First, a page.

I would submit that exposure to the right has little to do with percieved lightness or darkness of the image, but rather with maximizing image information and minimizing noise. A good start on understanding ETTR can be realized by reading Michael's essay on the subject on this site.

If the ETTR exposure looks too light as shot, then one uses negative exposure adjustment to get the proper balance.
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Anon E. Mouse
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« Reply #4 on: June 19, 2006, 10:40:28 AM »
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Finally, all images are subjective. The "exposing to the right" idea is just a rule of thumb (it used to be called "exposing for the highlights"). It ain't a hard an fast rule. It isn't a great way taken literally - the reasons camera metering does not use it. You may find the easiest "rule of thumb" is "expose for the subject." The imortant thing is your images look good.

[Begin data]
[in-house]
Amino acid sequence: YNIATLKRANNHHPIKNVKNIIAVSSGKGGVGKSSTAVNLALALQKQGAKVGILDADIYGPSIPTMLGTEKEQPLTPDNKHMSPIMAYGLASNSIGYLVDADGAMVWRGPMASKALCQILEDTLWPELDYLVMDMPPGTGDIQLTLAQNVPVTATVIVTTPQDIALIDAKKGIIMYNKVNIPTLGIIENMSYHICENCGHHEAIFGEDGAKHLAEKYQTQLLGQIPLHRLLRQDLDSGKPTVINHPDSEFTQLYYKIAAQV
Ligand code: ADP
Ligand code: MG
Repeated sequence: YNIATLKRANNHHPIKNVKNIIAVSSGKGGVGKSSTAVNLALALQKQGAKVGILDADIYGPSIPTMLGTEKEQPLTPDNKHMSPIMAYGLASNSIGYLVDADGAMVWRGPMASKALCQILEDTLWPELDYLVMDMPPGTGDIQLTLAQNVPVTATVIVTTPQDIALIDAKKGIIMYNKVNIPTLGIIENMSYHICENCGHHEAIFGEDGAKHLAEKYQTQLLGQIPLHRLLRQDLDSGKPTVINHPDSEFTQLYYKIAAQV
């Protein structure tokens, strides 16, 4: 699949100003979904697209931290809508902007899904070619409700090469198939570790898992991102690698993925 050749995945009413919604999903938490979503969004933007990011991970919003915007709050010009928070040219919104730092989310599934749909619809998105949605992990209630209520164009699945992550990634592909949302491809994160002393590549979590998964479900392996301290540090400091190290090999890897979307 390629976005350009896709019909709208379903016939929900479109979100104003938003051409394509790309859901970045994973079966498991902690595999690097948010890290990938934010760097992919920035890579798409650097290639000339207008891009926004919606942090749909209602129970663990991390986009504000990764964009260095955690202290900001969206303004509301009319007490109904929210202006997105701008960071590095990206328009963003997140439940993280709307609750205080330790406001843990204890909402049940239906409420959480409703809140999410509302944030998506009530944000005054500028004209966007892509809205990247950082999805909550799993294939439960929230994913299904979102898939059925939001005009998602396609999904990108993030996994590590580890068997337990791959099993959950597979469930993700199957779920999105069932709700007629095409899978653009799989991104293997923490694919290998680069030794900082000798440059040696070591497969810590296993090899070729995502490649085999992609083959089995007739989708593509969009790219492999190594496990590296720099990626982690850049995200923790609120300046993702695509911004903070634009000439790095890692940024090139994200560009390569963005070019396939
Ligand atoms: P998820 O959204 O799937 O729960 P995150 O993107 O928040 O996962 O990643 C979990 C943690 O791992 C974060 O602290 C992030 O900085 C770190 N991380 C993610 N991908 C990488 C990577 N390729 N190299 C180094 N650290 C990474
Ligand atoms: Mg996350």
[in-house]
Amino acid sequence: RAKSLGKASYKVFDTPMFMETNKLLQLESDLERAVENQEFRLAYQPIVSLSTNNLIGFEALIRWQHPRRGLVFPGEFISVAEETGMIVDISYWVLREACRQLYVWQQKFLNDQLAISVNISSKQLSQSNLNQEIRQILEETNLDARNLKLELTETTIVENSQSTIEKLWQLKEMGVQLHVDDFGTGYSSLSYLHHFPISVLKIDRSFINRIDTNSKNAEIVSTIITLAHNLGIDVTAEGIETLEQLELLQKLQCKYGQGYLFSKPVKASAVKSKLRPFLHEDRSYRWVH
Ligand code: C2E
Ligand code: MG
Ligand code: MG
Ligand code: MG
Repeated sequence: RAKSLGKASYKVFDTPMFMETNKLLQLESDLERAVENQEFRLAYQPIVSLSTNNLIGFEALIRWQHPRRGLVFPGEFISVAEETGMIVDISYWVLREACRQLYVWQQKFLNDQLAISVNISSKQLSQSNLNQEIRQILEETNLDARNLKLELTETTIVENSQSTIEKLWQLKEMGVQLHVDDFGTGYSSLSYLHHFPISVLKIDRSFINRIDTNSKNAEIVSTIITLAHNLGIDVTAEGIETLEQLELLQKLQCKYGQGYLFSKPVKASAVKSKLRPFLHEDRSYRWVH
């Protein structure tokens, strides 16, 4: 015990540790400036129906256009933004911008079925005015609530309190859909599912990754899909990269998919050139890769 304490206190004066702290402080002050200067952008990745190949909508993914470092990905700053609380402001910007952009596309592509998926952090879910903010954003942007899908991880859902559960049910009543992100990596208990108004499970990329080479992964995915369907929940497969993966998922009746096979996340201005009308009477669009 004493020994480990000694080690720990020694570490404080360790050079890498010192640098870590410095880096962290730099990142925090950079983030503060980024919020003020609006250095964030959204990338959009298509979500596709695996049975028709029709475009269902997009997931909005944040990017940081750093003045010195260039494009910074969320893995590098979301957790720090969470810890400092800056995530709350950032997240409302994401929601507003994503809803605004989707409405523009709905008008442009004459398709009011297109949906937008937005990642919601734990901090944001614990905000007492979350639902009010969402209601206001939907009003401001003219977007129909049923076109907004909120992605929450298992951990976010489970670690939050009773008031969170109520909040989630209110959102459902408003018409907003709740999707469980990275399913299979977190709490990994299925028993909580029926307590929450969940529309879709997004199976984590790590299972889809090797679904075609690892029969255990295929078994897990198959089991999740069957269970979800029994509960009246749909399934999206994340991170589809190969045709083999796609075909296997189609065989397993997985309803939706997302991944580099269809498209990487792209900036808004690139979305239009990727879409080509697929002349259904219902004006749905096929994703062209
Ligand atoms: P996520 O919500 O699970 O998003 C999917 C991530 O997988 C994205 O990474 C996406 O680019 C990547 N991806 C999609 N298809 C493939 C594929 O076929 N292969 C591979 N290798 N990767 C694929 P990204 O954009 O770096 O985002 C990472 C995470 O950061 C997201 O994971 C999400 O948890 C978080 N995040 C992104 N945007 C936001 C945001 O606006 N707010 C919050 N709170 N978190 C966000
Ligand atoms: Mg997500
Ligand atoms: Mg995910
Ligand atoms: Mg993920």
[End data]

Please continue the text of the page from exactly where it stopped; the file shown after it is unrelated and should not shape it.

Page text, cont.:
In a sense, you are right that you need to learn to see how your camera sees. The human visual system plays a lot of tricks where your camera is very strict. Knowing how a scene will be reproduced by the camera is really important for determining exposures. There are no real rules for getting good exposures. The way the metering system works by using or averaging to a middle grey is about the closest thing to a "rule." But there are situations where that won't work. Experience is the best teacher.
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wynpotter
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« Reply #5 on: June 19, 2006, 10:49:47 AM »
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I agree that experience is the best teacher and the feedback from others down this path sure helps.Wyndham
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bruce fraser